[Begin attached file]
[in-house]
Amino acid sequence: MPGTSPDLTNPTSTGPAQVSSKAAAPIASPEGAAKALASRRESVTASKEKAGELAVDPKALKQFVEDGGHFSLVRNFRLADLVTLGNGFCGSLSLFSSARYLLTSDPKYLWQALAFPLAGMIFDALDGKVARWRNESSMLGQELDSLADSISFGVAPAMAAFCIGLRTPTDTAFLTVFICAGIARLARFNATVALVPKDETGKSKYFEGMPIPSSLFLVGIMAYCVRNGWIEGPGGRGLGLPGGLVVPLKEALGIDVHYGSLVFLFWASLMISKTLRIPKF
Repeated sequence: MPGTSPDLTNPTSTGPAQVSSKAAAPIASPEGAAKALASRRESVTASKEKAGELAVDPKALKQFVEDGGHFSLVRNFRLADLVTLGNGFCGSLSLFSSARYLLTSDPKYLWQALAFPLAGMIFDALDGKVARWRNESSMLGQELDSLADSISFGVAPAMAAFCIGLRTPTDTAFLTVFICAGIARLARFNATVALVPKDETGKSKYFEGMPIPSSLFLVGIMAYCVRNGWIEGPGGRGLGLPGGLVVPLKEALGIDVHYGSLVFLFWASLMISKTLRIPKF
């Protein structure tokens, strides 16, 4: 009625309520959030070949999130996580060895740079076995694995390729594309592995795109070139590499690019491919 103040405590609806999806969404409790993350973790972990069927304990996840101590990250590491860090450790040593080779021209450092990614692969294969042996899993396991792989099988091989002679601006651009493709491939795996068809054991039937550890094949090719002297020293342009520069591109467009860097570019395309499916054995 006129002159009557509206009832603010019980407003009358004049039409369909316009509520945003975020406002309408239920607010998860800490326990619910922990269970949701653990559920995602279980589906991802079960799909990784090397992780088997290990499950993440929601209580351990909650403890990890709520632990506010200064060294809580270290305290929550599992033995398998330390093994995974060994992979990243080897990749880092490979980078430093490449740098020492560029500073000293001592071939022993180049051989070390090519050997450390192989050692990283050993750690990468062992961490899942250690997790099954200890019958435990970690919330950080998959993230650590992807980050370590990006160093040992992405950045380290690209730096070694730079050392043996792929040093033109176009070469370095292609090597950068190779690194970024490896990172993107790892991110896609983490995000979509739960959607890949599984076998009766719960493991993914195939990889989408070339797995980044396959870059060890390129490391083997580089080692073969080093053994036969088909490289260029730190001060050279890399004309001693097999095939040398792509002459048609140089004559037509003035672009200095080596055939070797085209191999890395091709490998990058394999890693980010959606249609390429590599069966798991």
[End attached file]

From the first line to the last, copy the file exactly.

[in-house]
Amino acid sequence: MPGTSPDLTNPTSTGPAQVSSKAAAPIASPEGAAKALASRRESVTASKEKAGELAVDPKALKQFVEDGGHFSLVRNFRLADLVTLGNGFCGSLSLFSSARYLLTSDPKYLWQALAFPLAGMIFDALDGKVARWRNESSMLGQELDSLADSISFGVAPAMAAFCIGLRTPTDTAFLTVFICAGIARLARFNATVALVPKDETGKSKYFEGMPIPSSLFLVGIMAYCVRNGWIEGPGGRGLGLPGGLVVPLKEALGIDVHYGSLVFLFWASLMISKTLRIPKF
Repeated sequence: MPGTSPDLTNPTSTGPAQVSSKAAAPIASPEGAAKALASRRESVTASKEKAGELAVDPKALKQFVEDGGHFSLVRNFRLADLVTLGNGFCGSLSLFSSARYLLTSDPKYLWQALAFPLAGMIFDALDGKVARWRNESSMLGQELDSLADSISFGVAPAMAAFCIGLRTPTDTAFLTVFICAGIARLARFNATVALVPKDETGKSKYFEGMPIPSSLFLVGIMAYCVRNGWIEGPGGRGLGLPGGLVVPLKEALGIDVHYGSLVFLFWASLMISKTLRIPKF
């Protein structure tokens, strides 16, 4: 009625309520959030070949999130996580060895740079076995694995390729594309592995795109070139590499690019491919 103040405590609806999806969404409790993350973790972990069927304990996840101590990250590491860090450790040593080779021209450092990614692969294969042996899993396991792989099988091989002679601006651009493709491939795996068809054991039937550890094949090719002297020293342009520069591109467009860097570019395309499916054995 006129002159009557509206009832603010019980407003009358004049039409369909316009509520945003975020406002309408239920607010998860800490326990619910922990269970949701653990559920995602279980589906991802079960799909990784090397992780088997290990499950993440929601209580351990909650403890990890709520632990506010200064060294809580270290305290929550599992033995398998330390093994995974060994992979990243080897990749880092490979980078430093490449740098020492560029500073000293001592071939022993180049051989070390090519050997450390192989050692990283050993750690990468062992961490899942250690997790099954200890019958435990970690919330950080998959993230650590992807980050370590990006160093040992992405950045380290690209730096070694730079050392043996792929040093033109176009070469370095292609090597950068190779690194970024490896990172993107790892991110896609983490995000979509739960959607890949599984076998009766719960493991993914195939990889989408070339797995980044396959870059060890390129490391083997580089080692073969080093053994036969088909490289260029730190001060050279890399004309001693097999095939040398792509002459048609140089004559037509003035672009200095080596055939070797085209191999890395091709490998990058394999890693980010959606249609390429590599069966798991």